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posted: 9/23/2012 6:35 AM

When preparing for a disaster, include your pet

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  • Archie, a male miniature Pinscher mix, is about 10 years old and weighs around 13 pounds.

      Archie, a male miniature Pinscher mix, is about 10 years old and weighs around 13 pounds.
    Courtesy of The Buddy Foundation

  • Buddy, a 5-year-old, male Labrador retriever mix, weighs about 101 pounds.

      Buddy, a 5-year-old, male Labrador retriever mix, weighs about 101 pounds.
    Courtesy of The Buddy Foundation

  • Ozzie is a 14-pound male Corgi mix, who is about 5 years old. He is in foster care, so call ahead to make arrangements to meet him.

      Ozzie is a 14-pound male Corgi mix, who is about 5 years old. He is in foster care, so call ahead to make arrangements to meet him.
    Courtesy of The Buddy Foundation

 
By Ellaine Kiriluk
The Buddy Beat

September has been designated as National Preparedness Month by the Department of Homeland Security.

With the hurricanes, tornadoes, fires, floods and international incidents we hear about on the media, it's time to get proactive about planning for an emergency.

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If you share your life with an animal, you need to include them in your family plan. Ready.Gov notes, "The likelihood that you and your animals will survive an emergency such as a fire or flood, tornado or terrorist attack depends largely on emergency planning done today."

The disaster plan suggested by the Humane Society of the United States prepares us to protect our animals during disasters that come with some warning, like floods, wildfires or hurricanes, and those that strike suddenly, such as tornadoes or chemical spills.

The first step of the HSUS plan is to start getting ready now.

• ID your pet. Start by making sure your dog or cat is wearing a collar with visible, up-to-date identification information. Put your cellphone number on your pet's tag, and maybe even the phone number of a friend or relative outside the area in case you have to evacuate. Take pictures of you with your pet for identification purposes. Increase your chances of being reunited with your pet if he gets lost by getting him microchipped.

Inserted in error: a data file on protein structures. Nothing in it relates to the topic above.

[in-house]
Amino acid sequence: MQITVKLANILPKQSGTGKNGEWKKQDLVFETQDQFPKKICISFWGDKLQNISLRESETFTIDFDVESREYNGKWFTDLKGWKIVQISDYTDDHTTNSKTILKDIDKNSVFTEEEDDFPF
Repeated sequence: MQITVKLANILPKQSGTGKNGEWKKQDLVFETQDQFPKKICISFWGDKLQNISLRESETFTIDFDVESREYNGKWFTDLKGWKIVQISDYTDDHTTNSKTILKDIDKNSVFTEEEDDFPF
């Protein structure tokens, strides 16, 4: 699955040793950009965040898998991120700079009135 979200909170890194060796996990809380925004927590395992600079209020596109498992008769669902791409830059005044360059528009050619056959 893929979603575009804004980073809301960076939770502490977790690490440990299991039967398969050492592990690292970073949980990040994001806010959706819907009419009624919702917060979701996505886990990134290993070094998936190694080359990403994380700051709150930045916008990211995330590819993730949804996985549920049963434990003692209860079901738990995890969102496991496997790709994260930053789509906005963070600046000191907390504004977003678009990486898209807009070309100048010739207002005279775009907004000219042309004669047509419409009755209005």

• Talk to your neighbors about how they can help your pets if you are not at home when disaster strikes.

• Create a list of hotels outside your immediate area that allow pets. Ask about any restrictions on number, size and species. Inquire if the "no pet" policies would be waived in an emergency.

Put together your disaster kit. Every family member should know what to do and what to take should you need to evacuate. The HSUS advises, "Be prepared to take pets with you if evacuation orders are issued. If it isn't safe for you, it isn't safe for them. If you are ordered to shelter in place, bring your pets inside with you."

Supplies for your family will include supplies for your pet. The HSUS states, "Stock up on nonperishables well ahead of time and have everything ready to go at a moment's notice. Keep everything accessible and stored in sturdy containers (duffel bags, covered trash containers) that can be carried easily."

The basic disaster kit should include:

• Food and water for at least five days for each pet, bowls for food and water, and a manual can opener for canned food. Dry pet food should be kept in air tight containers and refreshed every 6 months.

• Medications and medical records in a waterproof container, a pet first aid kit and a pet first aid book.

• Sturdy leashes, harnesses.

• Carriers to transport pets safely and to ensure your pets can't escape. Carriers should be large enough for the animal to stand comfortably, turn around and lie down and to use as a sleeping area.

• Litter boxes, scoops and garbage bags for pets' waste.

• Comfort items like beds or toys.

For information on preparedness plans for our pets, go to humanesociety.org/prepare. You may even want to take the HSUS website Disaster Preparedness Quiz.

You know, we really should be prepared.

• Contact The Buddy Foundation at (847) 290-5806; visit us at 65 W. Seegers Road, Arlington Heights; or online at thebuddyfoundation.org.

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